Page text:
The Washington Crossing Foundation was chartered in 1964, as a nonprofit corporation for the purpose of promoting a greater appreciation of the significance, courage and patriotism of George
Washington and his leadership throughout the American Revolution. The dedication and courage which inspired his historic crossing of the Delaware and subsequent victories at Trenton and Princeton, New Jersey, and eventually at Yorktown,
Virginia, are as important today as they were in 1776.
During the years since the work of the Foundation began, we have remained steadfast in our purpose and have seen a resurgence of interest in acquiring accurate and inspiring information about
historical figures. The principal beneficiaries of the Foundation’s programs are the nation’s schoolchildren. In our important scholarship program, the Foundation has awarded grants of from $500 to $10,000 to several hundred high school
seniors from across the United States who are planning a career in government service and show particular interest in moral courage, character and duty to state and country. The Foundation has awarded more than one million dollars to help
these students pursue their goals.
The Washington Crossing Foundation believes that its work is more important today than any time since its founding. Once again we are experiencing “times that try Men’s souls”, as Thomas Paine so
eloquently said during our initial struggle for liberty. We must never lose sight of the sacrifice, the hardship, the suffering and the dedication which made this nation survive. We should be proud of our heritage and forever grateful to
the courageous men and women who gave us the greatest gift possible - Freedom. The Foundation does not exist to change history, but instead to honor it. One of the founders of the Foundation, author/historian Ann Hawkes Hutton, has said
that “history is yesterday’s fact, which understood today, will shape tomorrow”.
If you ask the question, “What does America mean to me?”, the members of the Foundation would reply: We teach how our nation began; we encourage and assist young people to take their places in our
nation’s public service, and we look to the future. We introduce the knowledge of our American heritage to the students of our nation so that they will value its meaning and draw upon its strength.
In the famous painting of “Washington Crossing the Delaware” by Emanuel Leutze, owned by the Metropolitan Museum of Art, the fears and answering courage of Washington and his men are etched in the
faces of those in the boats who are about to undertake the bold crossing of the Delaware on Christmas night 1776. The authorized copy of this painting, a magnificent 12’ by 21’ oil painting by renowned artist Robert Bruce Williams of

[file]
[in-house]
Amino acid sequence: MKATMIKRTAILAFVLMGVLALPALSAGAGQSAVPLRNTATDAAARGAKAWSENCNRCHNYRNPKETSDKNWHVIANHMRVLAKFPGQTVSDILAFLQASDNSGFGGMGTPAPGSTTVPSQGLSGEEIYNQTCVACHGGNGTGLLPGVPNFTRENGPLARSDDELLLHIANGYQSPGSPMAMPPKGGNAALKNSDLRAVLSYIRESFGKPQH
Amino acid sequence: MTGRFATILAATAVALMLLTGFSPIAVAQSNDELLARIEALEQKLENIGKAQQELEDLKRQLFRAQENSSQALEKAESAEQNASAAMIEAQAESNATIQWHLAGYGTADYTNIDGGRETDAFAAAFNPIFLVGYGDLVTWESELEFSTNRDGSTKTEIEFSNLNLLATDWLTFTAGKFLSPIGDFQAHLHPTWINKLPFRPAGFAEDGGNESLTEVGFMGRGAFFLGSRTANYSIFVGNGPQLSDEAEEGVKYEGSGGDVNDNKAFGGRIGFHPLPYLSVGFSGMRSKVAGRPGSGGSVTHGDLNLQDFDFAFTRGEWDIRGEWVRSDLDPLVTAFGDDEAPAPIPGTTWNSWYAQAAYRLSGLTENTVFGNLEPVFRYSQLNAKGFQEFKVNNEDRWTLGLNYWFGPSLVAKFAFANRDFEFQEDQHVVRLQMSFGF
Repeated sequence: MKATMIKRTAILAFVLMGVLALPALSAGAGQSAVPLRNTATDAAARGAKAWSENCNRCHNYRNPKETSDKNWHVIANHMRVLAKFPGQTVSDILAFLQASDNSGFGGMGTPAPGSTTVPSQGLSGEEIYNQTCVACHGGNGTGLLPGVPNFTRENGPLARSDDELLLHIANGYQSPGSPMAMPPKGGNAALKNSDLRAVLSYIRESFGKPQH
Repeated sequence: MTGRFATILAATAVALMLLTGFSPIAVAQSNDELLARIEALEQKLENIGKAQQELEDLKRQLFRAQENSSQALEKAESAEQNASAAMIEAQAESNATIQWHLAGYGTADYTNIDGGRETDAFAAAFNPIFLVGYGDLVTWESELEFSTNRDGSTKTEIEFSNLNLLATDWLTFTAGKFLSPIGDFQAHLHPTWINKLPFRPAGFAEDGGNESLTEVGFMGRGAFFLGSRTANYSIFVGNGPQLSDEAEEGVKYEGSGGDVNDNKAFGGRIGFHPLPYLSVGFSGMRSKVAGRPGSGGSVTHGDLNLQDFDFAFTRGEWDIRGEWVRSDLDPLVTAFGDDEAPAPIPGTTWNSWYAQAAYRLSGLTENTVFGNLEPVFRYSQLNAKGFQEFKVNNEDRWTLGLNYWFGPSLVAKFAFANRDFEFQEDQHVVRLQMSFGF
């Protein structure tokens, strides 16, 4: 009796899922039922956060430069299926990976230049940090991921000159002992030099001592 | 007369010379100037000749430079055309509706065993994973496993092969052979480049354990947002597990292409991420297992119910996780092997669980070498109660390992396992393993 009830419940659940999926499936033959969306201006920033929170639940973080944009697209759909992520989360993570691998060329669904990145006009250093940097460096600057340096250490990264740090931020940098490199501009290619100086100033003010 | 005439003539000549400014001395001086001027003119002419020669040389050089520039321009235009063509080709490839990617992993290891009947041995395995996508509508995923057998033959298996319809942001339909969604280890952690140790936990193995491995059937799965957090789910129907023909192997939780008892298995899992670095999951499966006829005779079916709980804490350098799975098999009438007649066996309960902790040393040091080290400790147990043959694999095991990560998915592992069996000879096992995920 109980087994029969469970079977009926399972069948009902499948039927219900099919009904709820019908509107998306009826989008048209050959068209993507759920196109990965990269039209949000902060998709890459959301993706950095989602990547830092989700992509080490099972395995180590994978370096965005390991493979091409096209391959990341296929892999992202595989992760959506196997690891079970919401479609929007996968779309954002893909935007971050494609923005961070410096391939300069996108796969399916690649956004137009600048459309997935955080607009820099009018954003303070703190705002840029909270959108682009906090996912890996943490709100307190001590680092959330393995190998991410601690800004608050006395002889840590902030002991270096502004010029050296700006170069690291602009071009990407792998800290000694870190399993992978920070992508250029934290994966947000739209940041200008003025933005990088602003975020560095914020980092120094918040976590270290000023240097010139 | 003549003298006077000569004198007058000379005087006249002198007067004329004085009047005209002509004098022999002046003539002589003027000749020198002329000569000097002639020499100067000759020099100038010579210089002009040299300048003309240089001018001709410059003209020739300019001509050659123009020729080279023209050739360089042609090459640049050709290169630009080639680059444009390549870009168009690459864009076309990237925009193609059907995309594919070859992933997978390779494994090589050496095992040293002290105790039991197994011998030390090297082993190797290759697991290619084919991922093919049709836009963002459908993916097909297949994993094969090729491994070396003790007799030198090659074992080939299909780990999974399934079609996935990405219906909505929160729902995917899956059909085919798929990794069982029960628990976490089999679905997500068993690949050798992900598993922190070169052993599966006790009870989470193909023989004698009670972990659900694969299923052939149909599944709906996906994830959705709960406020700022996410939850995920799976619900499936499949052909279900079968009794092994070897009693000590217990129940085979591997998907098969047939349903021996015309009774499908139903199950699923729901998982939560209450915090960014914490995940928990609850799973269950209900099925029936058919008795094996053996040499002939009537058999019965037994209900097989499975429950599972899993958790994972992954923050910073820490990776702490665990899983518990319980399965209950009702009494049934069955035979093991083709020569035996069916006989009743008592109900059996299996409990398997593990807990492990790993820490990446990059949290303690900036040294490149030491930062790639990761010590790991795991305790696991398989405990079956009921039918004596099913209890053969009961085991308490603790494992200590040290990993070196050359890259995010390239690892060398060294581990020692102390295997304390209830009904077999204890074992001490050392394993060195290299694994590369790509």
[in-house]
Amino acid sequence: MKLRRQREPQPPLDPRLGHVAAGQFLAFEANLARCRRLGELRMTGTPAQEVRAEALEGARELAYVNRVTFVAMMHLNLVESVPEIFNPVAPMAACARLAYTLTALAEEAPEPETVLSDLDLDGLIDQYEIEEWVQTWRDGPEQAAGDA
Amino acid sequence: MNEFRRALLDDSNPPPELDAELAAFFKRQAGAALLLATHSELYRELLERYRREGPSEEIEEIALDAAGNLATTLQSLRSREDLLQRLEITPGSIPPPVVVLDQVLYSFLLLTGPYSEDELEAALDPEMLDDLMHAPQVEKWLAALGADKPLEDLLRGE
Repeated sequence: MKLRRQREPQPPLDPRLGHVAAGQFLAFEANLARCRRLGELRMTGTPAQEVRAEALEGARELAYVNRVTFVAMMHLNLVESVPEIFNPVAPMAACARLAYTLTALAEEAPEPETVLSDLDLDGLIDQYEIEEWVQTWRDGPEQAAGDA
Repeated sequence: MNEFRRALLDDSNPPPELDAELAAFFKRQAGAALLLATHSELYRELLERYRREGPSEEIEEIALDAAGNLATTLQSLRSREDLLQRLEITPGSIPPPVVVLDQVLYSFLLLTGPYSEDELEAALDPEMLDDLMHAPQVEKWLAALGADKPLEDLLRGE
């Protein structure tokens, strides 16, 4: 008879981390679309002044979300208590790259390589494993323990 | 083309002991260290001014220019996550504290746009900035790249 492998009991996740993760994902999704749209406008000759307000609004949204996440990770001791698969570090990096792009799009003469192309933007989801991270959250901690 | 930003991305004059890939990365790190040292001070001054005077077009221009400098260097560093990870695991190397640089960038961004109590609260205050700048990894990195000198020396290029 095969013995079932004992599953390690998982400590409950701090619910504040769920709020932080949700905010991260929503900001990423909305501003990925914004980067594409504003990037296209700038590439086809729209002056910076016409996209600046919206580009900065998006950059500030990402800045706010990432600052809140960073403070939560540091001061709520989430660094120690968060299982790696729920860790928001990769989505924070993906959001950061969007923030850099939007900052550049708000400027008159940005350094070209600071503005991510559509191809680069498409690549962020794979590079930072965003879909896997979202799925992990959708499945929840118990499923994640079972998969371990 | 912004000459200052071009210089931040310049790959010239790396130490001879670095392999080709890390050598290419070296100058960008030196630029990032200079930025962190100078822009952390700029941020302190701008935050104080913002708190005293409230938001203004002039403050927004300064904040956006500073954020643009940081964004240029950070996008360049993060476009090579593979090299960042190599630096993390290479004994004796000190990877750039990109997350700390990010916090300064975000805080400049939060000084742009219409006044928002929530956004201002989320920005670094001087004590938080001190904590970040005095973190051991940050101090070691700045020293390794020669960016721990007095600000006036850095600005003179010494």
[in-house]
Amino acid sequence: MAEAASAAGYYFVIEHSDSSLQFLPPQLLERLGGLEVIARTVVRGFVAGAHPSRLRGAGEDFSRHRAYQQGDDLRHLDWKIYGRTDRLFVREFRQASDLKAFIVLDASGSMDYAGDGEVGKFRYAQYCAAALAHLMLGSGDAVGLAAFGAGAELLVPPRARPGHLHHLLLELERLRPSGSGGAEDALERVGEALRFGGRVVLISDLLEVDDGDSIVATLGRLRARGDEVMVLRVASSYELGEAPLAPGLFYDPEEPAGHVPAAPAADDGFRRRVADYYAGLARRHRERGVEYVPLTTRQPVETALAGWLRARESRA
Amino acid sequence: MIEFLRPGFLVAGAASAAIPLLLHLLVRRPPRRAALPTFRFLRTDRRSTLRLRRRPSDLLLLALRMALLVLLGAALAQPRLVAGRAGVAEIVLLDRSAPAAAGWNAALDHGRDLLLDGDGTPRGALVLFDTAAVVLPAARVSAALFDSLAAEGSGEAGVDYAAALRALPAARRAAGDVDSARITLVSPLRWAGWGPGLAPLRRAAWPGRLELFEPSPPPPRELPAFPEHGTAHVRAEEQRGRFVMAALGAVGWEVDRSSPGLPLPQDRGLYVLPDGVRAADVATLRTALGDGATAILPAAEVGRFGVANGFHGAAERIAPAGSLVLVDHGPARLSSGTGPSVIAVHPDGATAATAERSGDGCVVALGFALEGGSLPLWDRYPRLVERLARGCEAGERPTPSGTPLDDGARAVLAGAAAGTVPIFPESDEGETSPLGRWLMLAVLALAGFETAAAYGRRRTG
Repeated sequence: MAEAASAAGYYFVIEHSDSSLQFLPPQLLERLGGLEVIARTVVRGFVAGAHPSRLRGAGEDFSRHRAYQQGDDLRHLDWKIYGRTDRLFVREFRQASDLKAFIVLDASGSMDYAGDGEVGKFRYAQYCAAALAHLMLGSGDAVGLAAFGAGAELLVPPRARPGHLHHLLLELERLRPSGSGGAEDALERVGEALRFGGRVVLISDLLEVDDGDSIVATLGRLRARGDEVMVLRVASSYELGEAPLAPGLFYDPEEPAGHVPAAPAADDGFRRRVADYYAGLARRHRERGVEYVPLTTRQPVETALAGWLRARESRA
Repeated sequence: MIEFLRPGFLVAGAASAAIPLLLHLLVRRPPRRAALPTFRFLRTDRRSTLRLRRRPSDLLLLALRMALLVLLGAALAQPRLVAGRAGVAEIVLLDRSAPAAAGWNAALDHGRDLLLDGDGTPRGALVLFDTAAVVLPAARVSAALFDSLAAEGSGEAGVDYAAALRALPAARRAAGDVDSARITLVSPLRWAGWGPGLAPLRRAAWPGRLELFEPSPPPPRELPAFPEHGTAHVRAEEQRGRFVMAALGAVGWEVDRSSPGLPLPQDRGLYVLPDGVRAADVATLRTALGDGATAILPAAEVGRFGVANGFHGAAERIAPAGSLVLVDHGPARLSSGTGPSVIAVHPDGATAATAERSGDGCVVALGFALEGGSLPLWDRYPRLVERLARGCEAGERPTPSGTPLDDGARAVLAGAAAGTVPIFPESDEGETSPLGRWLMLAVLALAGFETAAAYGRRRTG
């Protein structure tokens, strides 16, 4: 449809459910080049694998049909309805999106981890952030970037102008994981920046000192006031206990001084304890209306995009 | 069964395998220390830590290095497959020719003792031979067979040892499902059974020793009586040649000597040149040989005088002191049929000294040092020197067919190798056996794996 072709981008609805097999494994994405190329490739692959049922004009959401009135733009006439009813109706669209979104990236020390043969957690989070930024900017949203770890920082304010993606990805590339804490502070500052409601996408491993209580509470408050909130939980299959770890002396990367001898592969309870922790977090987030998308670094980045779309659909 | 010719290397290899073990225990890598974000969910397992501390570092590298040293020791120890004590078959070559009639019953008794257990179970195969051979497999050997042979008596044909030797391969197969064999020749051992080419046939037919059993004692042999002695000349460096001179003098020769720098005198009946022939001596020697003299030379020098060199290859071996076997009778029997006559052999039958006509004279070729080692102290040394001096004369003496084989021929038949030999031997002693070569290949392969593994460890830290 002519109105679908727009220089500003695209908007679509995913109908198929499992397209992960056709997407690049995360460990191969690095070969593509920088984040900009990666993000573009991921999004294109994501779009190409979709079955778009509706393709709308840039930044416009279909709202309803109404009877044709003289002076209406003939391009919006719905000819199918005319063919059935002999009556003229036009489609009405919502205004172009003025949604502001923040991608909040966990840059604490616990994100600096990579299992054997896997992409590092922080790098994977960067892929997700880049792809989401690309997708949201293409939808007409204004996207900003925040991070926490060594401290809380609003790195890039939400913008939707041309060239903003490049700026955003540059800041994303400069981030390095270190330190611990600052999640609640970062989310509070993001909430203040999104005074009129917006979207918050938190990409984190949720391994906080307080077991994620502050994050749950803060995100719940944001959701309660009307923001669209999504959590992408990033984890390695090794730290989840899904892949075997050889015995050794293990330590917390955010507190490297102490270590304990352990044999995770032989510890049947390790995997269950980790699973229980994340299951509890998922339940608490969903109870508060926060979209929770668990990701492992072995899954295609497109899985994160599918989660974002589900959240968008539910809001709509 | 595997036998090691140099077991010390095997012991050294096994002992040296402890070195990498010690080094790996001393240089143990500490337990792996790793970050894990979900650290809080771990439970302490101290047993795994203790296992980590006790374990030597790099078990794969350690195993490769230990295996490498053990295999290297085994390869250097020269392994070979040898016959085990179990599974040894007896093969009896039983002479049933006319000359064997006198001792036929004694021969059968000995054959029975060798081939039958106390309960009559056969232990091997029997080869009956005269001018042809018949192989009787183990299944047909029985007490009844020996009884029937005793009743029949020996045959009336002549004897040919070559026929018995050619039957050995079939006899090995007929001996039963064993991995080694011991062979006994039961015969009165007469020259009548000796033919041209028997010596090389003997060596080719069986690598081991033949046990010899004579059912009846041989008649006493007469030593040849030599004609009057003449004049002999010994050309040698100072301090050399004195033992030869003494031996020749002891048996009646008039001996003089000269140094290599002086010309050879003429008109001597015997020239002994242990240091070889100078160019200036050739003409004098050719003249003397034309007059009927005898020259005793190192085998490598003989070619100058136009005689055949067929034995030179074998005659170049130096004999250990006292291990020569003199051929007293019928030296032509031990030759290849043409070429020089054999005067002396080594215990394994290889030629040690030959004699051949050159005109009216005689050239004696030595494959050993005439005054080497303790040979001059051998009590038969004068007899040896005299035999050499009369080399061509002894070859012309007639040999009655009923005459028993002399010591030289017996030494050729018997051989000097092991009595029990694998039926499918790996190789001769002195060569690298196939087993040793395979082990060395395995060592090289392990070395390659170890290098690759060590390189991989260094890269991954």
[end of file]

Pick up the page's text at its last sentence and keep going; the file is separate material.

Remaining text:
Washington, D.C., is owned by the Washington Crossing Foundation. The Foundation put this inspiring painting on a national tour, first to the Indiana War Memorials Museum in Indianapolis, Indiana, where it was welcomed by county
commissioners, military generals, visitors and students from Indiana schools. It was also seen by many thousands in California, where it was displayed with important historical artifacts at the California Naval Facility in Monterey. The
painting was in place for a special patriotic Fourth of July concert for four thousand people to view. During its five year stay at the New Jersey State Capitol Complex, the painting was viewed by 900,000 visitors. It continues to tour the
country to remind all who see it of the kind of patriotism that Washington exhibited in his “Farewell Address”. “The name of American, which belongs to you, in your national capacity, must always exalt the just pride of Patriotism”... Such
loyalty and love of country are needed now as much - perhaps more - than in the days of Washington.
That is just what we seek, and find, in the students who benefit from our scholarship program. Winners have come from all 50 states and from all walks of life. Foundation scholars have gone on to
win prestigious Rhodes, Marshall and Truman scholarships. Many Washington Crossing Scholars have already established themselves in government service. One has been clerk to the Chief Justice of the United States, one a staff member of
the International Court of Justice, the Hague, and another a member of the personal staff of the Speaker of the House of Representatives. From a National Park Service silviculturalist to Military officers, from a New England town manager to
a foreign service officer, from a professor of international relations to a United Nations official, from a Texas high school teacher to a Florida public prosecutor and a former member of the White House support staff, across the nation,
Washington Crossing Scholars are perpetuating the ideals of 1776 to secure the future.